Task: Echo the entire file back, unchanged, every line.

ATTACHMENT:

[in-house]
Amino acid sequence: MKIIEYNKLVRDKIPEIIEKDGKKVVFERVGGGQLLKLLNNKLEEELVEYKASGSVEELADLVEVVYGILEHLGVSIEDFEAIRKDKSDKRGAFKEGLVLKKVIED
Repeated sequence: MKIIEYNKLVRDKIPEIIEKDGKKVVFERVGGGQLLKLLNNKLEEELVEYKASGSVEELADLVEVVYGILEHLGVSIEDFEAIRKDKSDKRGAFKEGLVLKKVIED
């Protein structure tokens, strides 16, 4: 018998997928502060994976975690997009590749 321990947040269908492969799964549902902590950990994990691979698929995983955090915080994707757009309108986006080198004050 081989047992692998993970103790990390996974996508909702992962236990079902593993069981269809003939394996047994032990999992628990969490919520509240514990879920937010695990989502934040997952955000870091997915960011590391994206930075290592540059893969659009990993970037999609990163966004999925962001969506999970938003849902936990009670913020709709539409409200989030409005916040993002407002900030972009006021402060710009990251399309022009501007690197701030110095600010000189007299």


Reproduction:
[in-house]
Amino acid sequence: MKIIEYNKLVRDKIPEIIEKDGKKVVFERVGGGQLLKLLNNKLEEELVEYKASGSVEELADLVEVVYGILEHLGVSIEDFEAIRKDKSDKRGAFKEGLVLKKVIED
Repeated sequence: MKIIEYNKLVRDKIPEIIEKDGKKVVFERVGGGQLLKLLNNKLEEELVEYKASGSVEELADLVEVVYGILEHLGVSIEDFEAIRKDKSDKRGAFKEGLVLKKVIED
């Protein structure tokens, strides 16, 4: 018998997928502060994976975690997009590749 321990947040269908492969799964549902902590950990994990691979698929995983955090915080994707757009309108986006080198004050 081989047992692998993970103790990390996974996508909702992962236990079902593993069981269809003939394996047994032990999992628990969490919520509240514990879920937010695990989502934040997952955000870091997915960011590391994206930075290592540059893969659009990993970037999609990163966004999925962001969506999970938003849902936990009670913020709709539409409200989030409005916040993002407002900030972009006021402060710009990251399309022009501007690197701030110095600010000189007299």